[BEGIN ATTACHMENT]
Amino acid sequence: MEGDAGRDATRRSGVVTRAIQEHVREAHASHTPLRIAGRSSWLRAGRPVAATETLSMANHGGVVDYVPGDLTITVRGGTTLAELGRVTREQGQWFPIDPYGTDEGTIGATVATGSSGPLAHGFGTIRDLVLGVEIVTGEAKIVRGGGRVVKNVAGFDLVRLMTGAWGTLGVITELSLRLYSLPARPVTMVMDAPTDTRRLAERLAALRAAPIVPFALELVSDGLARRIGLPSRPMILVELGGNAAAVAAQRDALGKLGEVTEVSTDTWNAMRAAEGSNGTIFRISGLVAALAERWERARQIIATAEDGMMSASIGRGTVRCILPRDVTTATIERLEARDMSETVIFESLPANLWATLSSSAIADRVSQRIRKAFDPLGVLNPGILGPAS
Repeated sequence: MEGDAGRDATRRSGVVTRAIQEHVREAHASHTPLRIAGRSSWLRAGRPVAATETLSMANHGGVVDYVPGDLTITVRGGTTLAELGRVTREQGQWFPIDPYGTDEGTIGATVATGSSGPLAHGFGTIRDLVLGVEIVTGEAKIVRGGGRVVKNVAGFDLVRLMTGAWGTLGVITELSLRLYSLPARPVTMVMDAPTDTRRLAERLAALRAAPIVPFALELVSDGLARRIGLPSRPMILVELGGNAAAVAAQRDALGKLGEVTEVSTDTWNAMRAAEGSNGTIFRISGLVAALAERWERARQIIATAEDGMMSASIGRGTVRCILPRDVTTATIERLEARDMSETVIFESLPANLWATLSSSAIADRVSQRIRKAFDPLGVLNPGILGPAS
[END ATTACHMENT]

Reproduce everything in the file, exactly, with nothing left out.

Amino acid sequence: MEGDAGRDATRRSGVVTRAIQEHVREAHASHTPLRIAGRSSWLRAGRPVAATETLSMANHGGVVDYVPGDLTITVRGGTTLAELGRVTREQGQWFPIDPYGTDEGTIGATVATGSSGPLAHGFGTIRDLVLGVEIVTGEAKIVRGGGRVVKNVAGFDLVRLMTGAWGTLGVITELSLRLYSLPARPVTMVMDAPTDTRRLAERLAALRAAPIVPFALELVSDGLARRIGLPSRPMILVELGGNAAAVAAQRDALGKLGEVTEVSTDTWNAMRAAEGSNGTIFRISGLVAALAERWERARQIIATAEDGMMSASIGRGTVRCILPRDVTTATIERLEARDMSETVIFESLPANLWATLSSSAIADRVSQRIRKAFDPLGVLNPGILGPAS
Repeated sequence: MEGDAGRDATRRSGVVTRAIQEHVREAHASHTPLRIAGRSSWLRAGRPVAATETLSMANHGGVVDYVPGDLTITVRGGTTLAELGRVTREQGQWFPIDPYGTDEGTIGATVATGSSGPLAHGFGTIRDLVLGVEIVTGEAKIVRGGGRVVKNVAGFDLVRLMTGAWGTLGVITELSLRLYSLPARPVTMVMDAPTDTRRLAERLAALRAAPIVPFALELVSDGLARRIGLPSRPMILVELGGNAAAVAAQRDALGKLGEVTEVSTDTWNAMRAAEGSNGTIFRISGLVAALAERWERARQIIATAEDGMMSASIGRGTVRCILPRDVTTATIERLEARDMSETVIFESLPANLWATLSSSAIADRVSQRIRKAFDPLGVLNPGILGPAS